Monday, May 6, 2019

Interested in D-Star?


D-STAR (Digital Smart Technologies for Amateur Radio) is a digital voice and data protocol specification for amateur radio was developed by the JARL and was the first digital radio system designed specifically for Amateur Radio. The D-Star system was in the development stages in the late 1990s before its release in 2004. At the Dayton Hamvention (2004) there were demonstrations of D-Star and the AOR 9000 Digital voice system used on HF.

The advantage of D-Star, like all of the other Digital modes, is that it utilizes less bandwidth and the quality of audio is better than an analog signal at the same signal strength provided that the signal is above the minimum threshold. D-Star has the advantage of a number of years development over the newer Yaesu Fusion System.  
   
D-Star is capable of linking repeaters together locally and through the Internet utilizing call signs for routing of traffic. Servers are linked via TCP/IP utilizing proprietary "gateway" software, available from Icom. This allows amateur radio operators to talk to any other amateurs participating in a particular gateway "trust" environment.    

D-STAR transfers both voice and data via digital encoding over the 2 m (VHF), 70 cm (UHF), and 23 cm (1.2 G)Hz) amateur radio bands. There is also an interlinking radio system for creating links between systems in a local area on 10 GHz, which is valuable to allow emergency communications oriented networks to continue to link in the event of Internet access failure or overload.  

What is available - a picture is worth a thousand words


D-Star transfers voice and data by digital encoding over the 2m, 70cm, and 1.2 GHz amateur bands. There is an interlinking radio system for creating links between systems in a local area on 10 GHz which would allow emergency communications oriented systems to continue to link in the event of Internet access failure or overload. See below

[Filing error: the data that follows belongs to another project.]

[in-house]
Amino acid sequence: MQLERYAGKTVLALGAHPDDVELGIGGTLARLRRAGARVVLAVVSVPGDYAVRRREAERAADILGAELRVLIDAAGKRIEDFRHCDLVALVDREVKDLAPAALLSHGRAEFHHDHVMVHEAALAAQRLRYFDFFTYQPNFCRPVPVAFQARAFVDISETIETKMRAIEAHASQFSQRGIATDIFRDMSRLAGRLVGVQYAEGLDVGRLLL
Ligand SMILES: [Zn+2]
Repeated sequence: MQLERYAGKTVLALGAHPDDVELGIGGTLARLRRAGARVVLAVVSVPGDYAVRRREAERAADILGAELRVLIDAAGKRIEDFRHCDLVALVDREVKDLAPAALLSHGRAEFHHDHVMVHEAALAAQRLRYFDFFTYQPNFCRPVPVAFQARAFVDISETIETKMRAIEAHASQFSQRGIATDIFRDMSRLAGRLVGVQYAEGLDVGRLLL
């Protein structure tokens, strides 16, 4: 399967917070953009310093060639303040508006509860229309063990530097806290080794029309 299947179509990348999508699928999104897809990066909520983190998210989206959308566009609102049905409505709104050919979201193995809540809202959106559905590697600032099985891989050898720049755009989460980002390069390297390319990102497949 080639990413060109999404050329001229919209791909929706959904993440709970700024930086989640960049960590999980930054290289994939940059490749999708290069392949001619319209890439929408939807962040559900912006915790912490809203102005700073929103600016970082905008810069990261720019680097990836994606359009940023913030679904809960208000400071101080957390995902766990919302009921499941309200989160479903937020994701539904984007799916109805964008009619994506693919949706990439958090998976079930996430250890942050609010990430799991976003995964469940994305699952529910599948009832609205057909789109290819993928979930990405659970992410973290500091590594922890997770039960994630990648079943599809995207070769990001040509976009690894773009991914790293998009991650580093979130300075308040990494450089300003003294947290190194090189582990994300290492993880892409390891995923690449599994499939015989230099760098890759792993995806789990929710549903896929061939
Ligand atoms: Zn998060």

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Features

1) Digital Voice Mode through Repeaters and Gateways Internet Access
2) Short Data Message whilst in Digital Voice mode
3) GPS tracking mode whilst in Digital Voice Mode
4) Digital Data Mode via the Internet
5) I.P. camera in Digital Data Mode - watch digital images sent in real-time
6) Point to point direct Digital Voice mode
7) Analog operation direct or via Analog Repeaters or Gateway

Most D-Star operation results from users talking over links to other users connected to reflectors. Reflectors are conference servers. Many Repeaters may be connected to a particular conference server. A transmission on any one of the connected systems is repeated on all of them. There are actually more operators to talk to than just those connected to within the RF distance of ones own local repeater.

Getting Started 
   
It is necessary to register for the D-Star Network. This is simple enough as it is possible to register via Icom UK. Send the following: Name, Call sign, Postcode or location, and email address, to info@icomuk.co.uk. This is probably the easiest way. It is also possible to do it yourself via by Googling D-Star registration. This can have its own problems! Once Registration is complete, it is possible to use the facilities D-Star has to offer.   

Setting up the Radio

As with most radios, it is necessary to set up the date, time, and add your call sign. The GPS may be left on to send out position information but, if it is not required, turn it off so save the battery. Select the desired mode - either analog or DV.
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Facilities

 Simplex Operation


Local Repeater Call




Gateway Repeater Call


 Calling Via a Reflector


Linking to Reflectors

There are a couple of  systems available: